The State Legislature today approved legislation (A.11301-A/S.7058-A) that would make the New York State Organ and Tissue Donor Registry permanent by writing it into New York State health law.
"I have been working with the New York Alliance for Donation, Inc. (formerly the New York State Task Force to Increase Organ and Tissue Donation) for years to establish the registry and put its provisions into statute," said State Assemblyman Robin Schimminger. "Having the Department of Health set up the registry administratively was very positive, but going one step further and inserting the registry into law will ensure that maintaining the registry remains a priority. The success that this initiative has already demonstrated provides ample argument for taking that step."
With advances in surgical techniques and the introduction of new drugs to combat organ rejection, more persons are being recommended for transplants than ever before, but while the success rate of transplants has risen drastically, the number of available organs has not. The waiting list for organ transplantation has been increasing by the thousands every year. Some patients wait months or even years for a compatible organ, while others never receive the organs they need to survive. "One of the greatest gifts anyone could give or receive is the gift of life or improved health resulting from an organ, tissue, or eye donation," said Schimminger. "By placing this registry in statute, the state ensures that the registry will continue to collect the names of those who have declared their intent to donate the gift of life."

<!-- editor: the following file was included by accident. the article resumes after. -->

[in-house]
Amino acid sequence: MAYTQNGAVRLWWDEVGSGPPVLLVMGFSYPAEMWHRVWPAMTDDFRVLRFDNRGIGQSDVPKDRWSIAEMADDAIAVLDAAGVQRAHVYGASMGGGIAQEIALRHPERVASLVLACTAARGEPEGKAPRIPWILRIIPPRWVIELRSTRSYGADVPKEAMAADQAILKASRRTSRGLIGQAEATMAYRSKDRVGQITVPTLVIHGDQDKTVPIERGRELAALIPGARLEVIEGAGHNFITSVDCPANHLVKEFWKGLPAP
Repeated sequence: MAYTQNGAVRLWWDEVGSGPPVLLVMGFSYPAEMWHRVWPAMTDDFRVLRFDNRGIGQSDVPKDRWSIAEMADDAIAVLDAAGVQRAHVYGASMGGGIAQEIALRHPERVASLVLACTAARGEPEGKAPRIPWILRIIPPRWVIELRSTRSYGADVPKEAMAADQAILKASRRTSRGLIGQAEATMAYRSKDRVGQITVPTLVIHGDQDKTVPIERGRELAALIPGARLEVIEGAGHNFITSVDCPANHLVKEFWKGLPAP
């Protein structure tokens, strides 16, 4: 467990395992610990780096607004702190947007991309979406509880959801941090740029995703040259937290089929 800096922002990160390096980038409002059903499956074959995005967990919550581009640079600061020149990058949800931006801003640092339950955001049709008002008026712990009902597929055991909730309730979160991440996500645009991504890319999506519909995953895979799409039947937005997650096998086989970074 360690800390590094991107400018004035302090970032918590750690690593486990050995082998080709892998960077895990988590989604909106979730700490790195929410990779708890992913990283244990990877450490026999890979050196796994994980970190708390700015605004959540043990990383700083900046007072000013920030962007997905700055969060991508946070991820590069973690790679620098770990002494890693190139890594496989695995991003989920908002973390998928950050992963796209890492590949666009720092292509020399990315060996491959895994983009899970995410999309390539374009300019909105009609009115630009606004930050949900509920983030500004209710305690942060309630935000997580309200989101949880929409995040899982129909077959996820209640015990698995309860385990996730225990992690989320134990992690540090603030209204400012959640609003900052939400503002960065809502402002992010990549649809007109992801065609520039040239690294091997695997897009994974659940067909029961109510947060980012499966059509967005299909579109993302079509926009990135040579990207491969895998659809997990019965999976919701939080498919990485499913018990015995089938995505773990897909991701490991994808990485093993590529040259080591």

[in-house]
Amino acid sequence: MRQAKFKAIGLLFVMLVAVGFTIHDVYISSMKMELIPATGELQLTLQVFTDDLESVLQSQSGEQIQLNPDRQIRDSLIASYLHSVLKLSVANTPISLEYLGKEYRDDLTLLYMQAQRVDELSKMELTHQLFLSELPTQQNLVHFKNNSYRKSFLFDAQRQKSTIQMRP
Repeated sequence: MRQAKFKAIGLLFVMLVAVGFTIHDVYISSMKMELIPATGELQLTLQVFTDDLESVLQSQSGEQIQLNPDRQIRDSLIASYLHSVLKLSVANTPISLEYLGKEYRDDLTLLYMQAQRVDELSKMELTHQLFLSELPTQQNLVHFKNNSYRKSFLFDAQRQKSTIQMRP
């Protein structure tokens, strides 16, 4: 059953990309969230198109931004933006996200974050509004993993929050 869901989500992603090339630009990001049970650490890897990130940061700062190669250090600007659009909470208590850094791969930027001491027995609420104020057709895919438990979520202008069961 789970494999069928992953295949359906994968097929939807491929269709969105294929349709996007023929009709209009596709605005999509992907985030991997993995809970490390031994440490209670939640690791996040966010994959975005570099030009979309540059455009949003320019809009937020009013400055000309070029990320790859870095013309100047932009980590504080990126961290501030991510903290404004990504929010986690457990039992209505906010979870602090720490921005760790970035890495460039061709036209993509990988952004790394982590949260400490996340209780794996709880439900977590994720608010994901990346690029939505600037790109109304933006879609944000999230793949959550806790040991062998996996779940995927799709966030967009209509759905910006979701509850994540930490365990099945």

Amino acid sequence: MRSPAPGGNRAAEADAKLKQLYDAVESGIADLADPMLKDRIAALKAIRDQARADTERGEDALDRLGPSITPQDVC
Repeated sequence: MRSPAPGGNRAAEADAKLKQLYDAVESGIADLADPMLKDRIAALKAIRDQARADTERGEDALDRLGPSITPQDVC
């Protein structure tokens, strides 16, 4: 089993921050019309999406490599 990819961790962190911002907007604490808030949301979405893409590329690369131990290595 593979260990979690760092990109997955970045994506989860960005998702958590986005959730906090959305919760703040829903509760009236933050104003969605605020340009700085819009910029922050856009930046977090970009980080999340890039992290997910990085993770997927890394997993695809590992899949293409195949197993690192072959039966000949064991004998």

The New York State Organ and Tissue Donor Registry was established administratively in 2000 by the State Health and Motor Vehicles Departments. The process implemented allows those over the age of 18 applying for or renewing either a driverís license or non-driverís identification card to indicate if they would like to donate organs, tissues, or eyes. This information is then given to the Health Department to add to a central data access point in order to help counsel a decedentís family about his or her wish to make an anatomical gift. People can also add their names to the registry via the Internet at www.health.state.ny.us. More than 800,000 New Yorkers have already chosen to be listed.
"The registry is a vital component of the organ and tissue donation process, allowing an individual to declare his or her intention to donate," said Schimminger. "In addition, it is equally important for people who have made that decision to discuss their intentions with their family and friends so that, at the critical and emotional moment, the way is clear to following their wishes to give someone else the gift of life."